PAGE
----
How to Preserve Trailing Zeros When Importing Data

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When you import data into Microsoft Access, trailing zeros may be lost. This will happen when you import data that is formatted to show these zeros, but where the zeros are not actually part of the data. For example, in a Microsoft Excel workbook, you can format the number 1234 so that it will be displayed as 1234.000. When you import this workbook into a Microsoft Access table, the number will be displayed as 1234. This article shows you how to preserve trailing zeros when you import data into Microsoft Access.


The following example illustrates how to import formatted numeric data from a Microsoft Excel worksheet into a Microsoft Access database, and then how to create a query that filters the numbers.

Creating the Import Data File

This section shows you how to create a Microsoft Excel worksheet that has numbers formatted to contain trailing zeros in each cell. It then shows you how to save the worksheet to a text file to retain the trailing zeros. These trailing zeros are part of the number format, not part of the data itself.
  1. Start Microsoft Excel.
  2. Type the following data:
          A1: 1234
          A2: 3.7
          A3: 45.01
          A4: 15.75
  3. For each of the following cells, on the Format menu, click Cells. In the Category list, click Number. Type the following numbers in the Decimal places box, and then click OK:
          A1: 3
          A2: 2
          A3: 4
          A4: 3

    Notice that the numbers appear in the following format:
          A1: 1234.000
          A2: 3.70
          A3: 45.0100
          A4: 15.750

  4. On the File menu, click Save As. In the File Name box, type Import. In the Save As Type list, click Text (Tab delimited)(*.txt). Click Save. Click OK.
  5. On the File menu, click Exit. Click No because the file was saved in the previous step.
NOTE: If you receive a warning that says "The selected file type does not support workbooks that contain multiple sheets," click OK.

Importing the Data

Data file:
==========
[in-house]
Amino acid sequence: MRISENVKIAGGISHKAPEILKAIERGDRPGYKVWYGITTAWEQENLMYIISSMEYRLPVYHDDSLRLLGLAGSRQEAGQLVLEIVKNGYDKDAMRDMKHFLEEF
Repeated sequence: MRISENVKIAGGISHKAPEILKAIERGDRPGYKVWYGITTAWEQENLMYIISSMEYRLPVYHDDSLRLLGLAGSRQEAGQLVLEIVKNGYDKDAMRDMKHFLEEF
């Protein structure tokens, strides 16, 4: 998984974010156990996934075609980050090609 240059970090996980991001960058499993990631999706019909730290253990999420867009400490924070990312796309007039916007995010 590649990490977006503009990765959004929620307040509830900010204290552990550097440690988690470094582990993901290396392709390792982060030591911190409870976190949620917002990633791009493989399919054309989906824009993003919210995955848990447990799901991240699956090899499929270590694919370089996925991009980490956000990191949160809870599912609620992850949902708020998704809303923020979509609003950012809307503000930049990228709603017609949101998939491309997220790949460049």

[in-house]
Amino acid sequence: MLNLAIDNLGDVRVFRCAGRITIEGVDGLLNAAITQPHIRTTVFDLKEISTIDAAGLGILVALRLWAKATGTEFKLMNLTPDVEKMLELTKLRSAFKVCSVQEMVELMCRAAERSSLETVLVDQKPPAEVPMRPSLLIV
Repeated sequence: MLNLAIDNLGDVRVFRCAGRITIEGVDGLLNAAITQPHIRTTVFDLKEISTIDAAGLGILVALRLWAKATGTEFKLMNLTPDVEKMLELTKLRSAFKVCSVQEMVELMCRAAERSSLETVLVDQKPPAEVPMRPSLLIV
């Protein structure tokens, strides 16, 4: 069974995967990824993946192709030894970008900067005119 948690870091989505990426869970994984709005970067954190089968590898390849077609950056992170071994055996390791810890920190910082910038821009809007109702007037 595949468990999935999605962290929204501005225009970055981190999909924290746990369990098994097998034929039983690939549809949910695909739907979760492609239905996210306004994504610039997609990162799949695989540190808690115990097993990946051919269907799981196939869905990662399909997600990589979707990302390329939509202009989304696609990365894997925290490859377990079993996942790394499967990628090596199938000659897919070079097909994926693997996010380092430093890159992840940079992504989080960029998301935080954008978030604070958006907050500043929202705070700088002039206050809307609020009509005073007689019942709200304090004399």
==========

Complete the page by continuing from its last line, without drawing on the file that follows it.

This section shows you how to import the data into Microsoft Access.

NOTE: The numbers in the new table will appear the same as they did in the Excel workbook.
  1. Start Microsoft Access.
  2. Open the sample database, Northwind.mdb.
  3. On the File menu, point to Get External Data, and then click Import.
  4. In the Files Of Type list, click Text files (*.txt;*.csv;*.tab;*.asc). Click Import.txt, and then click Import.
  5. On the first screen of the Text Import Wizard, click Delimited, and then click Next.
  6. When the Text Import Wizard asks you to Choose Your Delimeter, click the Tab option, and then click Next.
  7. Click Next again to skip the question about a New or Existing table, and then click Next.
  8. Type TextNumbers in the Field Name box and in the Data Type list, click Text. Click Next.
  9. On the fifth screen of the Text Import Wizard, click No Primary Key. Click Finish, and then click OK.

Using the Numeric Value of the Data

The following example shows how you can use the CVar() function to have the contents of the field be evaluated as a number data type rather than as a text data type. Because the data is in a text format, you may not receive the expected results when running the query, unless you use the numeric value of the number.
  1. Create the following query:
          Query: qryImport
          Type: Make Table Query
          Field: RealNumbers: CVar([TextNumbers])
          Criteria: >20

  2. On the Query menu, click Run.
  3. On the File menu, click Save. Type qryImport, and then click OK.
  4. On the File menu, click Close.
NOTE: The trailing zeros will be lost if you perform a calculation on the number. For example, the trailing zeros will be lost if you change the field in Step 1 to the following:
   Field: RealNumbers: CVar([TextNumbers])*1


For more information about data types, click Contents And Index on the Help menu, click the Index tab in Microsoft Access Help, type the following text data type and then double-click the selected text to go to the "Type Conversion Functions" topic. If you are unable to find the information you need, ask the Office Assistant.


Article ID: 192041 - Last Review: October 10, 2013 - Revision: 2.1
  • Microsoft Access 2.0 Standard Edition
  • Microsoft Access 95 Standard Edition
  • Microsoft Access 97 Standard Edition
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